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Adverbs

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What are adverbs?
Adverbs give additional information to verbs and clauses, much like adjectives give additional information to nouns. Adverbs tell you how, where, and when, and also how often something happens.

Let's focus on the following three types, though:

1: Adverbs of Manner: These describe how something happens.

    Because he just received his driver's license, he drives carefully.
    The singer has a fantastic voice. She sings many songs beautifully.
    In the library, you must speak quietly.

2: Comment Adverbs: These adverbs describe the speaker's opinion.

    Obviously, the politician was lying.
    He definitely had a relaxing vacation!
    I stupidly forgot my homework again.

3: Frequency Adverbs: When we talk about how often an action happens, we use these adverbs.

    He often goes to the supermarket on Sundays.
    I always wake up at 6:00 in the morning.
    She never works very hard. She seems very lazy!

What is the sentence structure?
The sentence structure can change with the type of adverb.

With adverbs of manner, the adverb usually comes at the end of a sentence of clause. Here are a few examples:

    verb | object | adverb

    The singer has a fantastic voice. She sings many songs beautifully.
    The tea was very hot, so he drank it carefully.
    I speak English slowly because I don't want to make mistakes.

Comment adverbs most often appear at the start of the sentence or clause, so modify the whole sentence / clause. Be sure to separate the adverb and the subject with a comma ( , ).

Here are a few examples with comment adverbs:

    adverb | subject | verb | object

    Foolishly, I agreed to meet my ex-girlfriend.
    Unfortunately, he wasn't able to attend the seminar.
    Truthfully, I can't stand working with some of my colleagues!

It should also be noted that comment adverbs can also appear before the verb which is modified.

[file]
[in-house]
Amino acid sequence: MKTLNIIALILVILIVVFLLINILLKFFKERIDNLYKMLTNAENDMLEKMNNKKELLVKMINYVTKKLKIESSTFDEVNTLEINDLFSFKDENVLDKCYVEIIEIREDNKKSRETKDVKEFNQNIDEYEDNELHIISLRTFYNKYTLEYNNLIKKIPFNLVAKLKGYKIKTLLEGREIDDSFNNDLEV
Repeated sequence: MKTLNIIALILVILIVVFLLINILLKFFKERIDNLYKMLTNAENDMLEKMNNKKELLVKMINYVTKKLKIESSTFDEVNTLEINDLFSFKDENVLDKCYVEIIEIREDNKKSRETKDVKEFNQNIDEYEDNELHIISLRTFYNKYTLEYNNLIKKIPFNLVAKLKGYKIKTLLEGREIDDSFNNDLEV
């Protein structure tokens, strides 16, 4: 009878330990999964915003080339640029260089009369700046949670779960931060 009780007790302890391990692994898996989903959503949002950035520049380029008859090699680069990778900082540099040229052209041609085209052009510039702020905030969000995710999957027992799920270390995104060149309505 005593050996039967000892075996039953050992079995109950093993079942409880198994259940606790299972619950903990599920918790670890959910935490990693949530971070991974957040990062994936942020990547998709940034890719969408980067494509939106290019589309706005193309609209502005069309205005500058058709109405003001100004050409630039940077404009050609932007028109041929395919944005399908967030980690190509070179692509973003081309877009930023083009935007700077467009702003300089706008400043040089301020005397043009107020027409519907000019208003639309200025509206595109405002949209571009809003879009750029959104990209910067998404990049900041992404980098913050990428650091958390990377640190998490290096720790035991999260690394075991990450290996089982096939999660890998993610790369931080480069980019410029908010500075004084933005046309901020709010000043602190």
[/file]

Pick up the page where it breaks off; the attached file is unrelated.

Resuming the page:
adverb | verb | object

    I foolishly agreed to meet my ex-girlfriend.
    He unfortunately wasn't able to attend the seminar.
    I truthfully can't stand working with some of my colleagues!

And lastly, adverbs of frequency use the following structures:

    adverb | verb

    She always arrives on time.
    My mom hardly ever admits that she is wrong.

    auxiliary verb | adverb

    She will always arrive on time.
    My mom will hardly ever admit that she is wrong.

    be verb | adverb

    She is always on time.
    My mom is hardly every wrong.

How are adverbs used?
Adverbs add detail to a sentence or clause to make it more interesting. Many adverbs end with -ly, such as: quickly, slowly, carefully, and happily. But don't rely on this rule because some adverbs are irregular and don't end with -ly, such as: fast, late, or hard.

There are also some words which aren't adverbs, but still end with -ly, like: elderly, kindly, and lonely.

Remember: Adverbs describe how, where, and when, and also how often something is done.

Here are a few adverbs for the types studied here:

adverbs of manner
badly, briefly, carefully, carelessly, fast, furiously, gracefully, intentionally, hard, loudly, noisily, politely, safely, softly, successfully, and well.

comment adverbs
foolishly, fortunately, hopefully, luckily, and unfortunately.

adverbs of frequency
always, frequently, never, occasionally, often, and sometimes.

Is there additional information on adverbs?
You may occasionally break the rule and place adverbs in other parts of the sentence. This is done to highlight information, perhaps in answer to a question. For example:

A: How often do you miss work?
B: Sometimes, I take a day off from work.


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